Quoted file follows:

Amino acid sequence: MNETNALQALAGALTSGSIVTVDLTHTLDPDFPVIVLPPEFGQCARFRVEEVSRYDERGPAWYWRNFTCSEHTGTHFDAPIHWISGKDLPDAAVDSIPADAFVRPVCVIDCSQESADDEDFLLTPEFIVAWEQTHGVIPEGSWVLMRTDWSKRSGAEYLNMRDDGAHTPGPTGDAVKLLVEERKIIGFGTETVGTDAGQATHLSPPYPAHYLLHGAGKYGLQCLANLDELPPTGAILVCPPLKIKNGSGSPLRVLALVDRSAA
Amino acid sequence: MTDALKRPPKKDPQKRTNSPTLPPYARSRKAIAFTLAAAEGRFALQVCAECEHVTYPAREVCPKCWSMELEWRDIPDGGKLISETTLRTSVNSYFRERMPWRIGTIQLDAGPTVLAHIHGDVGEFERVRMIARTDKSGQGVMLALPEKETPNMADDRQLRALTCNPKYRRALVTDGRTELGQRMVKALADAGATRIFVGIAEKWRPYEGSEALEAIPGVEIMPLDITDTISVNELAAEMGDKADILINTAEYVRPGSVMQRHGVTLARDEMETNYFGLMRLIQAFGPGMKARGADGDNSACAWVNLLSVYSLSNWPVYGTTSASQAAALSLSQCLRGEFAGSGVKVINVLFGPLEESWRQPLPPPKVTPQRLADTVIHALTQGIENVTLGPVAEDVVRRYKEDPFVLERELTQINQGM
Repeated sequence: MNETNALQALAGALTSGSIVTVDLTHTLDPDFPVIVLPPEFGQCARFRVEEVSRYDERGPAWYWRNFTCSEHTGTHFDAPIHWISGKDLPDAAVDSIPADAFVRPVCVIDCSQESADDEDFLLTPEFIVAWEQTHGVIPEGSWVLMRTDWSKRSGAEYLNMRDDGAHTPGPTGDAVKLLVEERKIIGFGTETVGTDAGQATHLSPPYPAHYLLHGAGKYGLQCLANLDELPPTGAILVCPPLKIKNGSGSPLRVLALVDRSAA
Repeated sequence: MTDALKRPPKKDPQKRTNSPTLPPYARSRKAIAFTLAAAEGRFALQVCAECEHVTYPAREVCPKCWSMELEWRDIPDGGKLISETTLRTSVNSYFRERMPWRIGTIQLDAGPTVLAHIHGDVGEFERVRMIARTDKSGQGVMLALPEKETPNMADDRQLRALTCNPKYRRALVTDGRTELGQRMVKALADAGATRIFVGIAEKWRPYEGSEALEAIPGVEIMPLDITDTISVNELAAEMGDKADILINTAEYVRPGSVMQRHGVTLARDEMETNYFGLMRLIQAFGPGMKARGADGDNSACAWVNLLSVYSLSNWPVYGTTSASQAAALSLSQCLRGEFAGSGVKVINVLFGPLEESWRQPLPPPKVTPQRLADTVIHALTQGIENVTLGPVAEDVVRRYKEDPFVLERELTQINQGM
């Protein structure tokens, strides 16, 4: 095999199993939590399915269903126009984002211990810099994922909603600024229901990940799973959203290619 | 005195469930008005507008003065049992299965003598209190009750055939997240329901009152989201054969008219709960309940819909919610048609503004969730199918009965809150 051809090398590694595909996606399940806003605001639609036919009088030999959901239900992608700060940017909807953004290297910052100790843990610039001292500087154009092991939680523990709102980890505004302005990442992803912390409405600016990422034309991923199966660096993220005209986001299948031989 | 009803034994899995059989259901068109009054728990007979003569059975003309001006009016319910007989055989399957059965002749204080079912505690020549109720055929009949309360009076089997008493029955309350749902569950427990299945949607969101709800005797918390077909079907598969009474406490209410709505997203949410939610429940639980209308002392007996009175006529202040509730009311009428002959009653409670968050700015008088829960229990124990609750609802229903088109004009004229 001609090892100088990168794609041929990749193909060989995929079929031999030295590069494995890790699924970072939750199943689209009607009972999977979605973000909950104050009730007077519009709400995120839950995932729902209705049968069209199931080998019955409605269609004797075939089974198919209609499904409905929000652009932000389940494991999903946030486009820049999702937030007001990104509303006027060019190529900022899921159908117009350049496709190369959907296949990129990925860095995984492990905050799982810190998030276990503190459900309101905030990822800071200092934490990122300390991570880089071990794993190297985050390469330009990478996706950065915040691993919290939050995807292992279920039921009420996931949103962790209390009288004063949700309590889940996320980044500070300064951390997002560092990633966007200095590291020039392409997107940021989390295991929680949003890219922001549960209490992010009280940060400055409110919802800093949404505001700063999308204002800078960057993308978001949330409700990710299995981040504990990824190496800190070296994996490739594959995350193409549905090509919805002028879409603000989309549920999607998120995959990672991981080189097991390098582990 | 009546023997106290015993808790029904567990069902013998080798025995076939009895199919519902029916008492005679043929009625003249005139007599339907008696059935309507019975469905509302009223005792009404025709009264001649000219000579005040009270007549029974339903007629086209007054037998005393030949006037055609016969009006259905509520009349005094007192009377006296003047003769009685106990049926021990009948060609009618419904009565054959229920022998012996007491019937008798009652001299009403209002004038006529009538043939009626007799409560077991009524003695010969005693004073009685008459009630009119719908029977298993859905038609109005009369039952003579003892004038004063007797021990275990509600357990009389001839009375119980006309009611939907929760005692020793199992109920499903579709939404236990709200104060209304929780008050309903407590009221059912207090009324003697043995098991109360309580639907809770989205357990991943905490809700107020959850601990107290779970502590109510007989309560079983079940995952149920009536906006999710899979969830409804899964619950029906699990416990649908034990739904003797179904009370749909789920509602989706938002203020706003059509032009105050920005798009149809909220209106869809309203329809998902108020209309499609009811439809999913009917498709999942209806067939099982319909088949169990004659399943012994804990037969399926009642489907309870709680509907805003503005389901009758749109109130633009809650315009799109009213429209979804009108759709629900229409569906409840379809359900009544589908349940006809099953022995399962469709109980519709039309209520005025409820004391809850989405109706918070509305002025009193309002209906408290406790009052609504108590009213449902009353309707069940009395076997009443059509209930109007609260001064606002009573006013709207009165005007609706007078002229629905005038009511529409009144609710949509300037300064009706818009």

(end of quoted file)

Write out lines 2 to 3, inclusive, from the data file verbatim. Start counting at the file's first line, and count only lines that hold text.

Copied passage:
Amino acid sequence: MTDALKRPPKKDPQKRTNSPTLPPYARSRKAIAFTLAAAEGRFALQVCAECEHVTYPAREVCPKCWSMELEWRDIPDGGKLISETTLRTSVNSYFRERMPWRIGTIQLDAGPTVLAHIHGDVGEFERVRMIARTDKSGQGVMLALPEKETPNMADDRQLRALTCNPKYRRALVTDGRTELGQRMVKALADAGATRIFVGIAEKWRPYEGSEALEAIPGVEIMPLDITDTISVNELAAEMGDKADILINTAEYVRPGSVMQRHGVTLARDEMETNYFGLMRLIQAFGPGMKARGADGDNSACAWVNLLSVYSLSNWPVYGTTSASQAAALSLSQCLRGEFAGSGVKVINVLFGPLEESWRQPLPPPKVTPQRLADTVIHALTQGIENVTLGPVAEDVVRRYKEDPFVLERELTQINQGM
Repeated sequence: MNETNALQALAGALTSGSIVTVDLTHTLDPDFPVIVLPPEFGQCARFRVEEVSRYDERGPAWYWRNFTCSEHTGTHFDAPIHWISGKDLPDAAVDSIPADAFVRPVCVIDCSQESADDEDFLLTPEFIVAWEQTHGVIPEGSWVLMRTDWSKRSGAEYLNMRDDGAHTPGPTGDAVKLLVEERKIIGFGTETVGTDAGQATHLSPPYPAHYLLHGAGKYGLQCLANLDELPPTGAILVCPPLKIKNGSGSPLRVLALVDRSAA